A filbert is a round medium-sized tree nut that comes in a smooth hard wooden shell. Some people believe the name filbert comes from Saint Philbert, whose feast day, August 20, corresponds to their harvest time, while others suggest it comes from an Old German name for "full beard" after the hairlike husk that surrounds them on the tree. Filberts are often confused with hazelnuts and cobnuts, but while there are some minor differences, all three come from the same genus and so they are essentially the same. Whatever you prefer to call it, this is a great—one might even say noble—nut that has many significant culinary uses.
- Health: Fiber, 52 percent recommended dietary allowance (RDA); protein, 40 percent RDA
- Also Known As: Hazelnuts, cobnuts
- Shelf Life: One year or more, if packaged and stored properly
- Name: After Old German for "full beard" or France's Saint Philbert
Filberts vs. Walnuts
Filberts and walnuts are both nuts with important culinary roles. Both have a high oil content, and both are used to make excellent artisanal oils that can be drizzled over edibles to add a sweet, nutty, intense flavor. Both lend themselves to desserts and confectionary, as well as savory preparations, and both take well to toasting and salting as well as candying. However, their sizes and shapes are notably different: Walnuts are much larger with a sort of corrugated skeletal appearance when peeled, whereas filberts are round and solid. And their flavors are quite different too: Walnuts feel a bit softer, sweeter, and oilier, whereas filberts are hard and crunchy, with a hint of smokiness.
While both filberts and cobnuts are in the hazel genus Corylus, they are a different species, and there are subtle differences between them. Filberts (Corylus maxima) tend to be slightly larger than cobnuts (Corylus avellana). Cobnuts are typically harvested early when the skin is still soft, to be peeled and eaten fresh. The Tonda Gentile Trilobata hazelnut, another variety of Corylus avellana, from Piedmont, Italy, is considered by connoisseurs to be one of the very best. It's widely used in the area to produce a traditional cake called Torta di Nocciola, a famous chocolate confection of Turin known as Gianduja, and grape must preserve called cugnà to accompany bollito misto (a northern Italian stew) or cheese.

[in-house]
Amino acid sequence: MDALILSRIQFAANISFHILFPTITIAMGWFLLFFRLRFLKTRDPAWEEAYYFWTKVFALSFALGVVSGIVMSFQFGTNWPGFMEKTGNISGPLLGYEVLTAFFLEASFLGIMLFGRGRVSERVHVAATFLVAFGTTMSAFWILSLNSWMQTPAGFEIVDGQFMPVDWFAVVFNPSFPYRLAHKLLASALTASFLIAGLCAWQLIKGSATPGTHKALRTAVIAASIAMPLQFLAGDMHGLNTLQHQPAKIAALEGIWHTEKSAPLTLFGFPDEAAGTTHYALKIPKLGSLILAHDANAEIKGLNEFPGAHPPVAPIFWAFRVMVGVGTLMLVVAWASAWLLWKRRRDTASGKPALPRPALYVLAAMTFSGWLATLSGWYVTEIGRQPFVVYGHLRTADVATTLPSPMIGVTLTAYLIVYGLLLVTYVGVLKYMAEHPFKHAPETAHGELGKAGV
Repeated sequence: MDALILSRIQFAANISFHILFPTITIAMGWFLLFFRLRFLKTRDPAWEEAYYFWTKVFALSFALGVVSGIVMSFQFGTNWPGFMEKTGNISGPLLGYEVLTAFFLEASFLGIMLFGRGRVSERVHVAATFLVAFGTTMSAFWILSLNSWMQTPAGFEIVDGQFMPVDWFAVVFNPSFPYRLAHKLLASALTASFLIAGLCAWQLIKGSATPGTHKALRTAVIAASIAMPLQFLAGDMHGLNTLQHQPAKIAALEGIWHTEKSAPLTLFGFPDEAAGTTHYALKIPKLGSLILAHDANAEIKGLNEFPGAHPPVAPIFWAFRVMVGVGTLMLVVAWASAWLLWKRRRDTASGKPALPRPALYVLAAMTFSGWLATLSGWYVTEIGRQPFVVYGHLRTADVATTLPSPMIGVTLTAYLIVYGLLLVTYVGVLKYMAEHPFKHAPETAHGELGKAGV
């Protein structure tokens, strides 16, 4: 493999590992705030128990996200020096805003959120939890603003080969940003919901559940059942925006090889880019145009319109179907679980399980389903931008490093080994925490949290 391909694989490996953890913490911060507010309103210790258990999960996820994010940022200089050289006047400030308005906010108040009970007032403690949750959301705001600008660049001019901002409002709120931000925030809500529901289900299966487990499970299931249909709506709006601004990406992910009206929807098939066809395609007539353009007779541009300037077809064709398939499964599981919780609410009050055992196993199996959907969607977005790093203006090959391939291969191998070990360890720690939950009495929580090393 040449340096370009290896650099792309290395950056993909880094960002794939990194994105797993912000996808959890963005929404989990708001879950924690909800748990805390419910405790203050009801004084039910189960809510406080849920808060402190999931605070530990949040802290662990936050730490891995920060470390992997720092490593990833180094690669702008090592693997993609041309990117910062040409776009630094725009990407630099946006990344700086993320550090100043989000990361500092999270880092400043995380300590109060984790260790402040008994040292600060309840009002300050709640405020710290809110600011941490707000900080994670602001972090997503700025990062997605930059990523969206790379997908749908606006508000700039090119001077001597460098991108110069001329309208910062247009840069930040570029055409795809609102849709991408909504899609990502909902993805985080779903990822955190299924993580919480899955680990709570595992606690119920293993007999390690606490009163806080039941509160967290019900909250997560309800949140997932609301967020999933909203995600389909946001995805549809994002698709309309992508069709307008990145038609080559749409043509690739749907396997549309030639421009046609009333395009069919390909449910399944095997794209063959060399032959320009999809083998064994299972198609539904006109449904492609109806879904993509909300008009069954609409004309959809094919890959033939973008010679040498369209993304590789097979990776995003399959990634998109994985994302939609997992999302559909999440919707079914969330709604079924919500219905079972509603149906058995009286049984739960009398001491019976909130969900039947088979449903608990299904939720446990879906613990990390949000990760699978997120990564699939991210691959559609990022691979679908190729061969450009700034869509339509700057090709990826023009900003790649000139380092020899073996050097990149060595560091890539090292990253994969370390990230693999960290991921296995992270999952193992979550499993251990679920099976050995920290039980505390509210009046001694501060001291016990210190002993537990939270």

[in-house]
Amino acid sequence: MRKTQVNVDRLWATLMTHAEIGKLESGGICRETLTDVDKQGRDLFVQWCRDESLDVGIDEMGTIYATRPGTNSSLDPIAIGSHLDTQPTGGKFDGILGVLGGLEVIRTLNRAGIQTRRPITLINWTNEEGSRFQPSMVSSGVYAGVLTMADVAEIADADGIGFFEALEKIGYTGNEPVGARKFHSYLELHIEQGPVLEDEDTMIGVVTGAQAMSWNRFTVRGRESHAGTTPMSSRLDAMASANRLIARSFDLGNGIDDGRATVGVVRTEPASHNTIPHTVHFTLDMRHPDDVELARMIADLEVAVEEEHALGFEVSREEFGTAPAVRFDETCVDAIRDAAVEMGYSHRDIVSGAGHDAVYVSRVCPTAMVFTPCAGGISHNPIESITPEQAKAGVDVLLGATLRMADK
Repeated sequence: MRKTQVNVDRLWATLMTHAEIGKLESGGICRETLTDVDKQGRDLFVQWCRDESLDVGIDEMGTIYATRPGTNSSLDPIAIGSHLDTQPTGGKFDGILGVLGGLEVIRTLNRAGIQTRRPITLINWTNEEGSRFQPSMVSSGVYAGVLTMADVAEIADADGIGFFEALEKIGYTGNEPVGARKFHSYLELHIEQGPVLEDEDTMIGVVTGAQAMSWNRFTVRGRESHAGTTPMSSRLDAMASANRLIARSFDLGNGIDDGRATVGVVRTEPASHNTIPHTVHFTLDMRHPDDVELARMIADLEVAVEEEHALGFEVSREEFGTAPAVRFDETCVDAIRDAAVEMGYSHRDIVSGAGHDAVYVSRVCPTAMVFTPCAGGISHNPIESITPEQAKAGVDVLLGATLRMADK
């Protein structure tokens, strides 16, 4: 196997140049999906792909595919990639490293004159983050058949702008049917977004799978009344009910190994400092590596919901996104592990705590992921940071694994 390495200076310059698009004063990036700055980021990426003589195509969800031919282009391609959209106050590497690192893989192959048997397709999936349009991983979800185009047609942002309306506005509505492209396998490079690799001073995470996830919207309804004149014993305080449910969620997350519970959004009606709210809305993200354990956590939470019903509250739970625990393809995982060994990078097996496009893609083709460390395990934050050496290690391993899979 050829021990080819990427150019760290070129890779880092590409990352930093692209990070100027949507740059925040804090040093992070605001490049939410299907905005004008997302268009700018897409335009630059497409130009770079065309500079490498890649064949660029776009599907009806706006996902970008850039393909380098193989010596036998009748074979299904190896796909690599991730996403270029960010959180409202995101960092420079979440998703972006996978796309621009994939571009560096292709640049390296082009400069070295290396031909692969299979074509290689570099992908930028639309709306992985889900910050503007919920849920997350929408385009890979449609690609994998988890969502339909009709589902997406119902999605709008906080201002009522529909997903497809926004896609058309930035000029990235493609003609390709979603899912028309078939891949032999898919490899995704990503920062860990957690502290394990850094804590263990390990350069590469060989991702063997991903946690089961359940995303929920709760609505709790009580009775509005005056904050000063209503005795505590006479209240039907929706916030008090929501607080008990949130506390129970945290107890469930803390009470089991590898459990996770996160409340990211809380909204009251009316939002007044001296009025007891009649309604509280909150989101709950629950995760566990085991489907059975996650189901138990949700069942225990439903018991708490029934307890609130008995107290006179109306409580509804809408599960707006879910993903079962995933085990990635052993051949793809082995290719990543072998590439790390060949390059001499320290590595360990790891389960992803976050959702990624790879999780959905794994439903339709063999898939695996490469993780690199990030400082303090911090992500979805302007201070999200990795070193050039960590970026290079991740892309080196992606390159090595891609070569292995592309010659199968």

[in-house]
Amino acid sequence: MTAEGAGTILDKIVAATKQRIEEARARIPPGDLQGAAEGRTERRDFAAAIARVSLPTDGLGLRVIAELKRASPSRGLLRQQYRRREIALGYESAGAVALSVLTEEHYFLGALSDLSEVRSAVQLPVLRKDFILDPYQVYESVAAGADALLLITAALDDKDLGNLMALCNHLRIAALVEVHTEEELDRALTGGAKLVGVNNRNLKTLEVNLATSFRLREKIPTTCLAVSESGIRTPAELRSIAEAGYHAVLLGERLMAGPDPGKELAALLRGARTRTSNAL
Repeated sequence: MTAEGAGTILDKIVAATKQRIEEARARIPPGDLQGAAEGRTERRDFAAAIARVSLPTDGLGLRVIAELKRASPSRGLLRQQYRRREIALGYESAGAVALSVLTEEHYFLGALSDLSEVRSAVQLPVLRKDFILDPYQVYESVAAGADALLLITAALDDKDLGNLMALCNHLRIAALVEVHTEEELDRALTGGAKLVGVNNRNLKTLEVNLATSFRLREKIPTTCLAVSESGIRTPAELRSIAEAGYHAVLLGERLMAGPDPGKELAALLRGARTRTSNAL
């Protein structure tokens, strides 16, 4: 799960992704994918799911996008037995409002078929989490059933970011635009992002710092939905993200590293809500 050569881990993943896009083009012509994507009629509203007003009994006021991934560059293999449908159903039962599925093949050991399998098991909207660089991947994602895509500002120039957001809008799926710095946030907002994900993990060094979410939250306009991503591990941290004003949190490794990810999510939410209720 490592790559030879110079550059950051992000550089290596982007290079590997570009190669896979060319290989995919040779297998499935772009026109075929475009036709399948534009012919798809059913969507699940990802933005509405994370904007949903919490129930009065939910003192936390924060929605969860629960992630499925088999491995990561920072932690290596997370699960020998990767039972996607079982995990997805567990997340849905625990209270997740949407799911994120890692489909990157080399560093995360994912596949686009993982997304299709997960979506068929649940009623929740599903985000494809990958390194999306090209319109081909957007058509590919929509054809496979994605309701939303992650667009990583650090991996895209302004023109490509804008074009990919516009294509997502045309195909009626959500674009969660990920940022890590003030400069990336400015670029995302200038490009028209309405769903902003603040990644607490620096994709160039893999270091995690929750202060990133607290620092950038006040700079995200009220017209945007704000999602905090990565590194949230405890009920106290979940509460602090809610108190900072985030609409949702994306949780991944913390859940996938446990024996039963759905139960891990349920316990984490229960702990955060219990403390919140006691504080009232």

Filberts can be used in many different ways, such as the base of alcoholic liqueurs, in cakes, cookies, and chocolate production, and in soups, salads, and other savory dishes. Filberts can also be used to make a high-quality finishing oil, or as a flavoring for coffee and other beverages. They make superb ice cream too. They are also excellent simply toasted and served before a meal with hors d'oeuvres or after with cheese.
How to Cook With Filberts
Crack toasted filberts and sprinkle over sweet potato soup, or crush finely and use as a crust for sautéed chicken breast or baked halibut. If you are starting with whole filberts in the shell, the shell will need to be cracked and the nuts removed. You will then have to take off the brown inner skin. This can be done in one of two ways: Place the shelled filberts on a baking sheet and heat in a preheated 300 F oven for about 15 minutes, then rub them with a damp towel. Alternatively, the husks can be removed by blanching: Add baking soda to boiling water, add the filberts, boil for about 3 to 4 minutes, then test one by running it under cold water and gently rubbing it. If the skin doesn't slip off easily, boil them a bit longer.
What Do They Taste Like?
Filberts have an intense nutty flavor and firm crunch that is accentuated by roasting and can pair nicely with rich chocolate as well as full-flavored meats.
Roasted almonds, peanuts, or walnuts may be substituted for filberts, depending on what you are using them for; however, the flavor profile will be slightly different.
Filberts are a great nut to cook with. Their pronounced nutty flavor is accentuated by both salt and sugar, and their dense oily texture stands up to fat, whether savory or sweet.
Where to Buy Filberts
Filberts can be purchased most anywhere nuts are sold, including grocery stores in the nut and grain section, as well as in health food shops and gourmet food shops, especially those specializing in baking supplies. Because they have a long shelf, filberts can be bought in bulk, then stored in small airtight packages in a cool, dry place. However, make sure the nuts you are purchasing have been recently toasted or harvested, especially if you are buying shelled filberts.
Shelled, toasted filberts can be kept in an airtight container in a cool, dry place for six to 12 months but should be tasted periodically to make sure they have not gone rancid. Filberts in the shell can also be stored in the same way for up to a year. Both shelled and unshelled filberts can be placed in airtight bags and stored in the freezer for a year or more.
Nutrition and Benefits
One cup of filberts, the equivalent of 135 grams, contains 126 percent of the fat you need in a 2,000 calorie diet. They are high in dietary fiber, providing 52 percent of the recommended dietary allowance (RDA), and 20 grams of protein, which is about 40 percent of the RDA.